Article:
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Monday, June 14, 2010

Top 10 BYU Football Games, #5-Oklahoma, 2009

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10. BYU 21, Notre Dame 14 (October 15, 1994)
9. BYU 31, TCU 17 (September 28, 2006)
8. BYU 70, Utah 31 (November 18, 1989)
7. BYU 18, Texas A&M 17 (September 8, 1979)
6. BYU 20, Pittsburgh 14 (September 1, 1984)

5. BYU 14, Oklahoma 13 (September 5, 2009)
Last year, BYU opened the season against the number 3 ranked Oklahoma Sooners. While defeating the number 3 ranked team is always special, this upset had an added element to it. BYU completed its return to glory from the dark years of 2002-04 at the opening of Bronco Mendenhall’s fifth season. Bowl game? Check. Conference Championship? Check. National Ranking? Check. Beat a national power? Check.

McKay Jacobson looked like he would be the goat of the game when he fumbled an early punt that led to an Oklahoma touchdown. In the fourth quarter, Jacobson became the hometown hero as he caught the game winning touchdown pass from Max Hall with 3:03 to play. Jacobson, a native of Southlake, Texas, was playing his first game since 2006 after a 2-year mission for the Church of Jesus Christ of Latter-Day Saints to Japan, and it showed as he tried to field a punt on the run in the first quarter. By the fourth quarter, he had shaken off the rust and caught the 7-yard pass from Hall as the Oklahoma defense converged on tight end Dennis Pitta and left Jacobson alone in the back of the end zone.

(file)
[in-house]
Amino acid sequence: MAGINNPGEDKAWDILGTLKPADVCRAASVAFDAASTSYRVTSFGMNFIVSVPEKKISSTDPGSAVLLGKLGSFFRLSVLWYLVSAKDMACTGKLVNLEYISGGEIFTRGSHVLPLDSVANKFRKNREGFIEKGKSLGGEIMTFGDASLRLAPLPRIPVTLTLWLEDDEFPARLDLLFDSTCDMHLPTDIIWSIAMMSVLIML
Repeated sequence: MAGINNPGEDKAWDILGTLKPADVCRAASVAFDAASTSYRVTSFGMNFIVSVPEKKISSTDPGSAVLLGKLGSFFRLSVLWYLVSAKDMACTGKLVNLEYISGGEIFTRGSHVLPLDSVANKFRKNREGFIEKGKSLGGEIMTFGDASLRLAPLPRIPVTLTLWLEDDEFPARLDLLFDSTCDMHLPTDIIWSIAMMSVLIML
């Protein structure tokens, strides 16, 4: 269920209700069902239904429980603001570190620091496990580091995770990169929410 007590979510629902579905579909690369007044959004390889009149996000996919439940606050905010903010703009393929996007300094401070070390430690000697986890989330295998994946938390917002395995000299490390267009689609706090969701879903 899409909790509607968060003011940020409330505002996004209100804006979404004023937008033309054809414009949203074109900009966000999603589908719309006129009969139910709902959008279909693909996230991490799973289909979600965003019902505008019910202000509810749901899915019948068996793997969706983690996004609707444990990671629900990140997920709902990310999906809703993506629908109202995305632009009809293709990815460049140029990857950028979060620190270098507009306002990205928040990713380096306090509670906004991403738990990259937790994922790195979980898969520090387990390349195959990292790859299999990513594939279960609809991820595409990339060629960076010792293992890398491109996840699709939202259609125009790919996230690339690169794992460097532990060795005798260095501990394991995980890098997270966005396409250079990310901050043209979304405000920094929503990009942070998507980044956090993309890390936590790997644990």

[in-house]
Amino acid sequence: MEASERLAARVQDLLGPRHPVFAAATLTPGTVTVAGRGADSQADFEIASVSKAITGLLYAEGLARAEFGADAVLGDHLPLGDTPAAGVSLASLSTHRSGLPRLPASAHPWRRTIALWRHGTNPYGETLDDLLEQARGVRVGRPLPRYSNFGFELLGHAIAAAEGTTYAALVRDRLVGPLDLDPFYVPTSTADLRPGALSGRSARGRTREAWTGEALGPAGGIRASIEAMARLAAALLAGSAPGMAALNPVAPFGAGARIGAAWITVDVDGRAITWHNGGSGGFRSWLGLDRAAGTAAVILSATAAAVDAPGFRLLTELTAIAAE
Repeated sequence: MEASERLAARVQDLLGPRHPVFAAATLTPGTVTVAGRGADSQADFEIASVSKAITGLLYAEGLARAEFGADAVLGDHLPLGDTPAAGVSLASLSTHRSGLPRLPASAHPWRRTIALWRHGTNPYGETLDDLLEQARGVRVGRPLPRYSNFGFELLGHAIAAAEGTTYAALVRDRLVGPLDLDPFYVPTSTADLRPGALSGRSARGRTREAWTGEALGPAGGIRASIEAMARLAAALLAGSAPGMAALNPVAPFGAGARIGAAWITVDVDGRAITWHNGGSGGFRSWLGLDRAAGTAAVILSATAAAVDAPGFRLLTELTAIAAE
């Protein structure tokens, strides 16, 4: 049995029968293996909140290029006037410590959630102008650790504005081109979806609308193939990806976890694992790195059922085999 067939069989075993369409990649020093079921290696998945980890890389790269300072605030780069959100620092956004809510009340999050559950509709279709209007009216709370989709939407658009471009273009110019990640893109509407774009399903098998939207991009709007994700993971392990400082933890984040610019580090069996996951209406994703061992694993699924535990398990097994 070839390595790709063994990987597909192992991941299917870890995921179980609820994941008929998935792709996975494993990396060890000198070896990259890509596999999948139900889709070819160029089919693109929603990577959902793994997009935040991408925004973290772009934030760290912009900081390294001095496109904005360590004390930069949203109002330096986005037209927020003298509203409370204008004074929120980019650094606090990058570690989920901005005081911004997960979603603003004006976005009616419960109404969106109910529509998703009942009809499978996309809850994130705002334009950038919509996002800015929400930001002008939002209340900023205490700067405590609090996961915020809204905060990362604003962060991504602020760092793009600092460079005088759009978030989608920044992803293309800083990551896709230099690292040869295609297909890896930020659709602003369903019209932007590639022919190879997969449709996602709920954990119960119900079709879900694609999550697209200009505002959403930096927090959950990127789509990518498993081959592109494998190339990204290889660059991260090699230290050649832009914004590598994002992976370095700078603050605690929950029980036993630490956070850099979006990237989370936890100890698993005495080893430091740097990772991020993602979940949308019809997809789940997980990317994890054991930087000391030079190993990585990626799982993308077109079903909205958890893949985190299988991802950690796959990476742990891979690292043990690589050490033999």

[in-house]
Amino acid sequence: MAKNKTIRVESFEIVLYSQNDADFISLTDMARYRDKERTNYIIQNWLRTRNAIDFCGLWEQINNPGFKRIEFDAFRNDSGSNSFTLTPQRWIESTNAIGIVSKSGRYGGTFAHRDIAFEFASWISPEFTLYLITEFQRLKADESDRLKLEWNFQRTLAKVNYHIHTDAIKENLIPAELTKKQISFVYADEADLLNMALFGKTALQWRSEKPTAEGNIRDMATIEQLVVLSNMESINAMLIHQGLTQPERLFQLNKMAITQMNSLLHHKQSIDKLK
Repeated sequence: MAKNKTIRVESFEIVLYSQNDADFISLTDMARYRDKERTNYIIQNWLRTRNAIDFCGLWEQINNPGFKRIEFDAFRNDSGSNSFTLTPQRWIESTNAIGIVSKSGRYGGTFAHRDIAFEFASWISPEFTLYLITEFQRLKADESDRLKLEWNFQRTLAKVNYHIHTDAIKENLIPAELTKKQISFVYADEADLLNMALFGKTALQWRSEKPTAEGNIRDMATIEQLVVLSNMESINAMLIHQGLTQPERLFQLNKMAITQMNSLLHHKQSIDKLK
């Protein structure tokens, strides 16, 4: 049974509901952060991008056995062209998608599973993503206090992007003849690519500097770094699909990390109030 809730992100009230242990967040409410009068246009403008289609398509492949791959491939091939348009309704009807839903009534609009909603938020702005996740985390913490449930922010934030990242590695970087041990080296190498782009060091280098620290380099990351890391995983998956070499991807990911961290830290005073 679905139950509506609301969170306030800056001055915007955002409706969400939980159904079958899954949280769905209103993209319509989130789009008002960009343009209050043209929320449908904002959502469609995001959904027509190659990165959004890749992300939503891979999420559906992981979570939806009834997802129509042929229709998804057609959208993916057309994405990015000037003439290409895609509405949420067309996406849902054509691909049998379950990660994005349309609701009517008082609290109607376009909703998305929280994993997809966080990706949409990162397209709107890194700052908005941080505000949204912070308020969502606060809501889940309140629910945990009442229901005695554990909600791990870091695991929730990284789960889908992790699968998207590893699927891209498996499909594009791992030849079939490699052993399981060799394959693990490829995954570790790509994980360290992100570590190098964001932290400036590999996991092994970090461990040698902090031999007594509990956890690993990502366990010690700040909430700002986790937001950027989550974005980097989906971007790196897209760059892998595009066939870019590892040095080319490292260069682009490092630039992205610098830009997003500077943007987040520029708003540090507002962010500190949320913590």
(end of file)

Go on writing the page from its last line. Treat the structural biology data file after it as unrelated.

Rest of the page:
Never mind that 2008 Heisman Trophy winner Sam Bradford spent the second half on the sideline with an ice pack on his shoulder. The Cougar defense dominated the Sooners in the first half. Turnovers is what gave Oklahoma the lead early. BYU’s defense held Bradford to 96 yards passing. BYU was in control of this game from start to finish. The defense forced a 3 and out to start the game. BYU’s offense drove down the field, and, if not for a delay of game penalty negating a 41-yard field goal, would have gone ahead 3-0. As it was, Jacobson’s fumble gave Oklahoma 7 points. An O’Neill Chambers fumble at the 1-yard line lost 7 points for BYU. Although the Cougar D gave up two big penalties (late hit and a face mask) to get Oklahoma into field goal range to end the half, the D played spectacularly well. Oklahoma never sustained a drive against the stingy Cougar defense. Look at these numbers:

Oklahoma third down conversions: 2-11
Passing yards: 147
Rushing yards: 118

The defense's finest moment came at the end of the third quarter after Oklahoma intercepted Max Hall just 22 yards away from the end zone. Two plays later at the start of the fourth quarter, Oklahoma was on the BYU 8-yard line. Oklahoma had seven tries to score, thanks to a fresh set of downs off a BYU penalty, but the defense stopped Oklahoma stone cold and forced Oklahoma to kick a field goal to keep the game a one possession game, 13-7.